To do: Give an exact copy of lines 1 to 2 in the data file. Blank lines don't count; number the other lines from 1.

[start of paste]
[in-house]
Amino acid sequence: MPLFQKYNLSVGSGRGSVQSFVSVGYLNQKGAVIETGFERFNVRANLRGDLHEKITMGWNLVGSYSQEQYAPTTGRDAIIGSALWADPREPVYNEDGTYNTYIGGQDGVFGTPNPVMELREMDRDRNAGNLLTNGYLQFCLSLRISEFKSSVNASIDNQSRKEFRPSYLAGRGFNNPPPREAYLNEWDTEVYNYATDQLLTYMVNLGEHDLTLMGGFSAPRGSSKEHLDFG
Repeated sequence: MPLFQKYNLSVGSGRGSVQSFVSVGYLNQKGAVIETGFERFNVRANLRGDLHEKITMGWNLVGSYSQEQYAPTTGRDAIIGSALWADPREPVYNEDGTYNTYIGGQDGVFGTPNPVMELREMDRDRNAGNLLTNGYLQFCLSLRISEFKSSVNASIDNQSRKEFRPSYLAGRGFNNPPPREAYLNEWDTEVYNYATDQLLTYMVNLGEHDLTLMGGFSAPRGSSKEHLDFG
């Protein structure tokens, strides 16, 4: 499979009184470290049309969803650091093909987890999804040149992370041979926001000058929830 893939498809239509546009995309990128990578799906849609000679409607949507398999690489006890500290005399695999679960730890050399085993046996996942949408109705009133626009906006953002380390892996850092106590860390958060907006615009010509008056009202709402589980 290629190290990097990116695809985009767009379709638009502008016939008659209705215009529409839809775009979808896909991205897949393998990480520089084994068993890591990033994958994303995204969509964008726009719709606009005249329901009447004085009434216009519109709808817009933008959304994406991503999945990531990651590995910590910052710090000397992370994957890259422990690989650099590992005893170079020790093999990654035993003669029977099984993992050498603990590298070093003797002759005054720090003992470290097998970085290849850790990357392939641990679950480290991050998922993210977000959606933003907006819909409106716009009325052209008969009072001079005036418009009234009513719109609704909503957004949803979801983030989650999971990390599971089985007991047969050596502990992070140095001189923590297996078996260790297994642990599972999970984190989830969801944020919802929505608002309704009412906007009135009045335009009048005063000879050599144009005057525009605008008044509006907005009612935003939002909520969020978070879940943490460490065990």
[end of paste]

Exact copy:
[in-house]
Amino acid sequence: MPLFQKYNLSVGSGRGSVQSFVSVGYLNQKGAVIETGFERFNVRANLRGDLHEKITMGWNLVGSYSQEQYAPTTGRDAIIGSALWADPREPVYNEDGTYNTYIGGQDGVFGTPNPVMELREMDRDRNAGNLLTNGYLQFCLSLRISEFKSSVNASIDNQSRKEFRPSYLAGRGFNNPPPREAYLNEWDTEVYNYATDQLLTYMVNLGEHDLTLMGGFSAPRGSSKEHLDFG